In appellants' fourteenth and final point of error, they claim that the trial court erred by sustaining the Commission's assertions of privilege as to certain documents. Specifically, appellants served various discovery requests on the Commission and Central Power which they believed were related to the procedural errors complained of above. The documents at issue are certain e-mails as well as the Commissioners' briefing materials. The trial court found the e-mails were subject to both the attorney-client and work-product privileges and the briefing materials were privileged under the attorney-client, work-product, and deliberative-process privileges.
Appellants argue that the trial court erred by sustaining the Commission's claims of privilege based on the attorney-client and deliberative-process privileges. The trial court, however, based its rulings as to both sets of documents on the work-product privilege, in addition to other privileges. Appellants do not advance an argument that the trial court erred in withholding the documents on the basis of the work-product privilege. Because the trial court's ruling stands unchallenged based on the work-product privilege, point of error fourteen is overruled.
Having overruled all of appellants' points on appeal, we affirm the judgment of the district court, affirming the Commission's order.
2. The legal name of Central Power and Light Company has been changed to AEP Texas Central Co. We will refer to it as “Central Power” for purposes of this opinion.
3. The Commission issued its original order on November 30, 2000. Several appellants moved for rehearing, which the Commission granted in part. On April 25, 2001, the Commission issued its Second Order on Rehearing. Appellants again filed motions for rehearing on the Second Order, which the Commission denied. Therefore, the Second Order on Rehearing is the final order that is the subject of this appeal.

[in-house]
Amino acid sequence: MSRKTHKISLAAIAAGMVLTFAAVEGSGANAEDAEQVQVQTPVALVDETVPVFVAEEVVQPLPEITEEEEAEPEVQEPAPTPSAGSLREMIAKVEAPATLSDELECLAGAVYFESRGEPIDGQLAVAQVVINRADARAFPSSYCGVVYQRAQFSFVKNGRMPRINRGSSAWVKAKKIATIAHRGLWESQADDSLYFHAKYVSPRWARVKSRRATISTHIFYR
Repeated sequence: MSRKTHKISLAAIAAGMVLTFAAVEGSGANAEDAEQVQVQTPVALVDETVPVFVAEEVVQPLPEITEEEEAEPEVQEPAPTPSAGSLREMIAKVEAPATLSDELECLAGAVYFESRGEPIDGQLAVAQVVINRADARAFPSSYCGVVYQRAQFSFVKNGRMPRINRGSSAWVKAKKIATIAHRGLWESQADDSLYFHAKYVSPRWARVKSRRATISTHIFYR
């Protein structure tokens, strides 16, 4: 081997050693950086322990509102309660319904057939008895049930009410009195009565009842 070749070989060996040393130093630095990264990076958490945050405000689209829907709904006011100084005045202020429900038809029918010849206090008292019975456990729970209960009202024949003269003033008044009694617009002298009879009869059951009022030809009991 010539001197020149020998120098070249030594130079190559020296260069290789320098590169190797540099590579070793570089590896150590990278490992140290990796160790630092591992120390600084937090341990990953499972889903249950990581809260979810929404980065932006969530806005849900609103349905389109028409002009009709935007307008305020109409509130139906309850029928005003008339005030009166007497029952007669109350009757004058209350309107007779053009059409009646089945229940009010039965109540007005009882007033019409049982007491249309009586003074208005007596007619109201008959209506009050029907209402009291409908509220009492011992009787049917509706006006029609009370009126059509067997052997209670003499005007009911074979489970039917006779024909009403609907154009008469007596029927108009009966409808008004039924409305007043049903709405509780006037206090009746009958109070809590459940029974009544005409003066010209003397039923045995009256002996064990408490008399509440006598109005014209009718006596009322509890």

4. Because ERCOT is a wholly intrastate power grid, the federal scheme administered by the Federal Energy Regulatory Commission does not generally govern ERCOT.
5. Section 39.155 of the utility code requires ERCOT to issue an annual report to the Commission “identifying existing and potential transmission and distribution constraints and system needs within ERCOT, alternatives for meeting system needs, and recommendations for meeting system needs.” Tex. Util.Code Ann. § 39.155 (hereinafter “PURA”) (West Supp.2003).
6. The ALJ concluded that Central Power had failed to meet its burden to demonstrate a public necessity for the proposed line based on the fact that the 1999 ERCOT report stated that the constraint on the import of power to the Corpus Christi area and points south, which were first identified in October 1998, were substantially addressed since four new cogeneration units came on line in South Texas during the summer of 1999. The ALJ reasoned that the original justification for the proposed line identified by the ISO has been addressed.
7. Section 14.051 of PURA allows the Commission to conduct its own hearings and make findings of fact. PURA § 14.051(1), (5) (West 1998).
8. As part of their argument, appellants complain that, the Commission, by approving Central Power's application on the broad grounds stated by the Commission, renders useless the alternative standards added in PURA section 39.203. We find this argument without merit. Section 39.203 addresses a situation where the Commission requires a utility to construct transmission facilities to “ensure safe and reliable service for the state's electric markets.” PURA § 39.203 (West Supp.2003). The Commission determined in this case that section 39.203(e) was limited in application to transmission projects deemed “critical” by ERCOT and this transmission project was not deemed “critical.”
9. Although it was not statutorily required to do so, the Commission did consider routes paralleling existing rights of way and rejected them. The Commission adopted the ALJ's proposal for decision discussing the routes paralleling existing rights of way and concluding that the routes exiting the north side of the Coleto Creek Power Plant were properly discounted. The northern routes contained a greater number of wetlands, stream crossings, vegetation clearing, and residences within 200 feet of the proposed centerline.
10. Now codified as PURA § 37.056(c) (West 1998).
DAVID PURYEAR, Justice.